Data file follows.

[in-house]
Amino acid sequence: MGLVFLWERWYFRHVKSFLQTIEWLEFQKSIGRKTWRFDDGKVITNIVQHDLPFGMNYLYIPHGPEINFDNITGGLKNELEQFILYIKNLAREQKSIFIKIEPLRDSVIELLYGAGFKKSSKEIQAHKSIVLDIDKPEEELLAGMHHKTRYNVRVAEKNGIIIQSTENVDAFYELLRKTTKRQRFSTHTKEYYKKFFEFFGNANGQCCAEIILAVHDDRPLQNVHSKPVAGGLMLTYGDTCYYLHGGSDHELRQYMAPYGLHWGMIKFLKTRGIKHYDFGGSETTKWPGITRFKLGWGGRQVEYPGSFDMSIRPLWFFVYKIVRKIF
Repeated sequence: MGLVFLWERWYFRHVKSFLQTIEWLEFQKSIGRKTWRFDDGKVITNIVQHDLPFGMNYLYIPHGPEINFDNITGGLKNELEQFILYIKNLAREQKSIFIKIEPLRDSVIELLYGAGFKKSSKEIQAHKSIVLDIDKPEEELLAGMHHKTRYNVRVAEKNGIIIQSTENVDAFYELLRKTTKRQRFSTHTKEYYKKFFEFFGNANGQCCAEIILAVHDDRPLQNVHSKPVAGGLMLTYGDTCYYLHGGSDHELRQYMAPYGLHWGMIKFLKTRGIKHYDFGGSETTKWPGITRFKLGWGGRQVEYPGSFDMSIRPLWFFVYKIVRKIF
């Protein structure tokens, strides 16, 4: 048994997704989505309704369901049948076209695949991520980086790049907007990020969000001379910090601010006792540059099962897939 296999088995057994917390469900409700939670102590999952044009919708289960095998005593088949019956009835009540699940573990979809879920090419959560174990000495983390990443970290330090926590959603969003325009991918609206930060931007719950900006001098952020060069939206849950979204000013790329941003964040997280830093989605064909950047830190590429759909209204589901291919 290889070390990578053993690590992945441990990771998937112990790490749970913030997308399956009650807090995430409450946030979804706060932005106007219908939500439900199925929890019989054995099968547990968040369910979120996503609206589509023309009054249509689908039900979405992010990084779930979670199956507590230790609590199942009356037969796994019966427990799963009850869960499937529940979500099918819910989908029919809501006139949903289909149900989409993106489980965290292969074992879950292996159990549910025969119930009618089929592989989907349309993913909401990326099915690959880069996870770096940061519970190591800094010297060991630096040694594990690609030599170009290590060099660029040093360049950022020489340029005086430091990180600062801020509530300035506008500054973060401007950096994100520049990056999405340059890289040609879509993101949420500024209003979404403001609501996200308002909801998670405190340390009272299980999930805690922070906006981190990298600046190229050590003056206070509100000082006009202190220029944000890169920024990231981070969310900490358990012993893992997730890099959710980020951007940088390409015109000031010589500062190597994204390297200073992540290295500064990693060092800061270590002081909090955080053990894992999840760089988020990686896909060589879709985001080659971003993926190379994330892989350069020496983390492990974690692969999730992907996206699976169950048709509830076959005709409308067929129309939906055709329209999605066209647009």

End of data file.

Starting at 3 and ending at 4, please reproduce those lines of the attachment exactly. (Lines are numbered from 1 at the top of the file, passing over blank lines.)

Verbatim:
Repeated sequence: MGLVFLWERWYFRHVKSFLQTIEWLEFQKSIGRKTWRFDDGKVITNIVQHDLPFGMNYLYIPHGPEINFDNITGGLKNELEQFILYIKNLAREQKSIFIKIEPLRDSVIELLYGAGFKKSSKEIQAHKSIVLDIDKPEEELLAGMHHKTRYNVRVAEKNGIIIQSTENVDAFYELLRKTTKRQRFSTHTKEYYKKFFEFFGNANGQCCAEIILAVHDDRPLQNVHSKPVAGGLMLTYGDTCYYLHGGSDHELRQYMAPYGLHWGMIKFLKTRGIKHYDFGGSETTKWPGITRFKLGWGGRQVEYPGSFDMSIRPLWFFVYKIVRKIF
């Protein structure tokens, strides 16, 4: 048994997704989505309704369901049948076209695949991520980086790049907007990020969000001379910090601010006792540059099962897939 296999088995057994917390469900409700939670102590999952044009919708289960095998005593088949019956009835009540699940573990979809879920090419959560174990000495983390990443970290330090926590959603969003325009991918609206930060931007719950900006001098952020060069939206849950979204000013790329941003964040997280830093989605064909950047830190590429759909209204589901291919 290889070390990578053993690590992945441990990771998937112990790490749970913030997308399956009650807090995430409450946030979804706060932005106007219908939500439900199925929890019989054995099968547990968040369910979120996503609206589509023309009054249509689908039900979405992010990084779930979670199956507590230790609590199942009356037969796994019966427990799963009850869960499937529940979500099918819910989908029919809501006139949903289909149900989409993106489980965290292969074992879950292996159990549910025969119930009618089929592989989907349309993913909401990326099915690959880069996870770096940061519970190591800094010297060991630096040694594990690609030599170009290590060099660029040093360049950022020489340029005086430091990180600062801020509530300035506008500054973060401007950096994100520049990056999405340059890289040609879509993101949420500024209003979404403001609501996200308002909801998670405190340390009272299980999930805690922070906006981190990298600046190229050590003056206070509100000082006009202190220029944000890169920024990231981070969310900490358990012993893992997730890099959710980020951007940088390409015109000031010589500062190597994204390297200073992540290295500064990693060092800061270590002081909090955080053990894992999840760089988020990686896909060589879709985001080659971003993926190379994330892989350069020496983390492990974690692969999730992907996206699976169950048709509830076959005709409308067929129309939906055709329209999605066209647009």